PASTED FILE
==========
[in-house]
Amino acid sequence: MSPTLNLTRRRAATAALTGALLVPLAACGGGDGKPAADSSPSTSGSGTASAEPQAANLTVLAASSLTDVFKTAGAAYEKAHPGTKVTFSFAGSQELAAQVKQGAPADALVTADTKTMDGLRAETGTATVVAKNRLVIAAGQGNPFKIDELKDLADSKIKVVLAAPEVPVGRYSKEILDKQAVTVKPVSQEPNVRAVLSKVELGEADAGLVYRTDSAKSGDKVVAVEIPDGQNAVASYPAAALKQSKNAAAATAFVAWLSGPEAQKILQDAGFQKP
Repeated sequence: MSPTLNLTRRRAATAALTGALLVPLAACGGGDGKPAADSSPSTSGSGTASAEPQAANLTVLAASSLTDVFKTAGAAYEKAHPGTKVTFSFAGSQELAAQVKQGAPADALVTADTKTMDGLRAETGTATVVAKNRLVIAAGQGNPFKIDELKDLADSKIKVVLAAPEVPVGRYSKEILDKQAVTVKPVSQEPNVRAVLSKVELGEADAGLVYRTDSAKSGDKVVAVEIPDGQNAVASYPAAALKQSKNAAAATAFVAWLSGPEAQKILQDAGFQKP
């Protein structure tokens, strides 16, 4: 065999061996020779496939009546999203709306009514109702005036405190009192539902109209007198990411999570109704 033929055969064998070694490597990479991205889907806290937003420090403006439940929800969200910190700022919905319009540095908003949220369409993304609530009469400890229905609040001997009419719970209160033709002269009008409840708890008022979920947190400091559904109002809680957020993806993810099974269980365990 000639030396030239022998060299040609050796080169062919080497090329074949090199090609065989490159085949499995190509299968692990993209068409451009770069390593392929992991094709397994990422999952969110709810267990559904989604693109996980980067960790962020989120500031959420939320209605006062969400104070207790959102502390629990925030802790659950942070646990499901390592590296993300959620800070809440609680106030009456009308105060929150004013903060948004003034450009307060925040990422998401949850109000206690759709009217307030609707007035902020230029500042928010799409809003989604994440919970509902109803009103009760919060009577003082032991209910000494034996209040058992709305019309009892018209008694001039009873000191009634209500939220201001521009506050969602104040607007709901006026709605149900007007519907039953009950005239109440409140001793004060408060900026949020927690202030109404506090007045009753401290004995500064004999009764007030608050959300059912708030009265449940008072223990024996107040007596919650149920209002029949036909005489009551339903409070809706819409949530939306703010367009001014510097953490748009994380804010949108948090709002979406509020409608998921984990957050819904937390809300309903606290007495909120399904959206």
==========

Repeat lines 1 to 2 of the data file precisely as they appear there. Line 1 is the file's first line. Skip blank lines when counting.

[in-house]
Amino acid sequence: MSPTLNLTRRRAATAALTGALLVPLAACGGGDGKPAADSSPSTSGSGTASAEPQAANLTVLAASSLTDVFKTAGAAYEKAHPGTKVTFSFAGSQELAAQVKQGAPADALVTADTKTMDGLRAETGTATVVAKNRLVIAAGQGNPFKIDELKDLADSKIKVVLAAPEVPVGRYSKEILDKQAVTVKPVSQEPNVRAVLSKVELGEADAGLVYRTDSAKSGDKVVAVEIPDGQNAVASYPAAALKQSKNAAAATAFVAWLSGPEAQKILQDAGFQKP